incorporated into different building design problems and reflect on the limitations
of existing tools in supporting the architectural design.
Keywords: Performance-based architectural design ·Computational design ·
Building performance ·Design optimization ·Research design
1 Introduction
Performance-based design has become a trend in architecture and has been widely
applied to building massing, floor plan layouts, and façade design. When confronting
the complex challenge of designing a high-performance building, computational design
approaches and tools are becoming an indispensable component in achieving a
performance-based architectural design. Over the past decade, there have been a fast-
growing number of design tools and methods proposed by researchers and developers,
such as Galapagos (Rutten 2013) and Octopus (Vierlinger 2013) to offer architects
assists in the building design process. However, the applications or studies of using
these tools are often too targeted: they typically focus on one specific design problem,
such as massing generation (Wang et al.2020a), floor plan layouts (Dino 2016), or
© The Author(s) 2022
P. F. Yuan et al. (Eds.): CDRF 2021, Proceedings of the 2021 DigitalFUTURES, pp. 189–198, 2022.
190 Y. Chen et al.
facade design (Wright et al.2014). While the relevant studies show that using compu-
tational optimization or other computational techniques such as simulations can help
to improve the performance of the building design, there are few attempts at or inves-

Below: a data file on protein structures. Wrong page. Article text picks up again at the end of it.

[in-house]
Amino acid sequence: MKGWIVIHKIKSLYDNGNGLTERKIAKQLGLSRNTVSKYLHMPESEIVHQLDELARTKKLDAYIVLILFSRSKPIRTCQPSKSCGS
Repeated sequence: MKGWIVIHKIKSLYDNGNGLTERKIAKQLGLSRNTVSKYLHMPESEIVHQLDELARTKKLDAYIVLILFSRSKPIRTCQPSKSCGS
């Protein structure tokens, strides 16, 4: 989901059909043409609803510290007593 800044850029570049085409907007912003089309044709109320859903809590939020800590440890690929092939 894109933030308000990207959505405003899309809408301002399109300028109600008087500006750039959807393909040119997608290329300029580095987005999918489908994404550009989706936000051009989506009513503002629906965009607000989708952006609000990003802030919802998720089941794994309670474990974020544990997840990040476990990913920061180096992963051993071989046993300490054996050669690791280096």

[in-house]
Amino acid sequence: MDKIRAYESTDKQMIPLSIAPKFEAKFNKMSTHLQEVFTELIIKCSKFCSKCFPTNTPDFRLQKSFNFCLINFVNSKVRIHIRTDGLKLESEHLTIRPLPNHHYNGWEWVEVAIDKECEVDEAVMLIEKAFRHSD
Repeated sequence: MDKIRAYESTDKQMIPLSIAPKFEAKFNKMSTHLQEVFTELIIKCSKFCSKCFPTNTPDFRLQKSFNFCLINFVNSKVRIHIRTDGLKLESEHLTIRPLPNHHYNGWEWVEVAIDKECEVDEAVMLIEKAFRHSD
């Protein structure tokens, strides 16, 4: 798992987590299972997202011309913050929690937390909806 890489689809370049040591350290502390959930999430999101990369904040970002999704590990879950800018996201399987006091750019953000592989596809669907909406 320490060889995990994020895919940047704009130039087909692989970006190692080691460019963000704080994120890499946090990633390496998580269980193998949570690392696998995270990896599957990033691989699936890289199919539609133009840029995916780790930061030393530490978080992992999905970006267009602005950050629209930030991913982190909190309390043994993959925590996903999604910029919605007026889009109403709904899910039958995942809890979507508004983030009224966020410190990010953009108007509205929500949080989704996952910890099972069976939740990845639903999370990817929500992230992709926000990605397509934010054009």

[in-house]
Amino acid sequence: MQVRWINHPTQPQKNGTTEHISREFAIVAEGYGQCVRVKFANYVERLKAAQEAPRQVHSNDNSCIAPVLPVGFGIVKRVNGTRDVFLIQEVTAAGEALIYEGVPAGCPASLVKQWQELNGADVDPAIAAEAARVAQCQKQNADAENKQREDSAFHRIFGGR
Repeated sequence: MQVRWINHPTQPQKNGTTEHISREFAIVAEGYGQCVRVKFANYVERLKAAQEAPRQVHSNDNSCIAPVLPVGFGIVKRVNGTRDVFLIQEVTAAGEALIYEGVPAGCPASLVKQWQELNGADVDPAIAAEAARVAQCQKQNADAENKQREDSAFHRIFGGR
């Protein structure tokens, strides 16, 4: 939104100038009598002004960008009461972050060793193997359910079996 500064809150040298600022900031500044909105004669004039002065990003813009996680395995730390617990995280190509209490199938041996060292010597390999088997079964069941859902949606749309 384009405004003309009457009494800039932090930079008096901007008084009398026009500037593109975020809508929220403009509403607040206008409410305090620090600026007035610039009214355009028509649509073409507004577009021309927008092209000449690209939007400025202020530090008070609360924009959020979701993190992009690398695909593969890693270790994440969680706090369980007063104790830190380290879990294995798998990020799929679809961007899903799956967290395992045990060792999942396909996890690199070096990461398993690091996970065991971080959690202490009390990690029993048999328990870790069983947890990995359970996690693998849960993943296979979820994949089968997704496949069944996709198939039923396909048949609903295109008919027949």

tigation on incorporating these computational techniques into real-world architectural
design scenarios and reflecting on the gap between research and practice.
Since architectural design is a process that needs to synergize different design prob-
lems, the exploration of using different computational design tools, from beginning to
end, in all aspects and elements of architectural design is essential to make performance a
real driving factor consistent in a whole architectural design circle. In this regard, it is per-
tinent to examine how to incorporate these existing computational design techniques and
approaches in a complete design circle. Hence, this paper presents a full circle application
of different computational design approaches based on an undergraduate design studio
project, intending to explore a new design paradigm for performance-based architectural
In addition, as an initial attempt at combining different computational techniques
and approaches in a complete architectural design task, the study bears many limitations
from the practical point of view. However, it should be stressed that the contribution of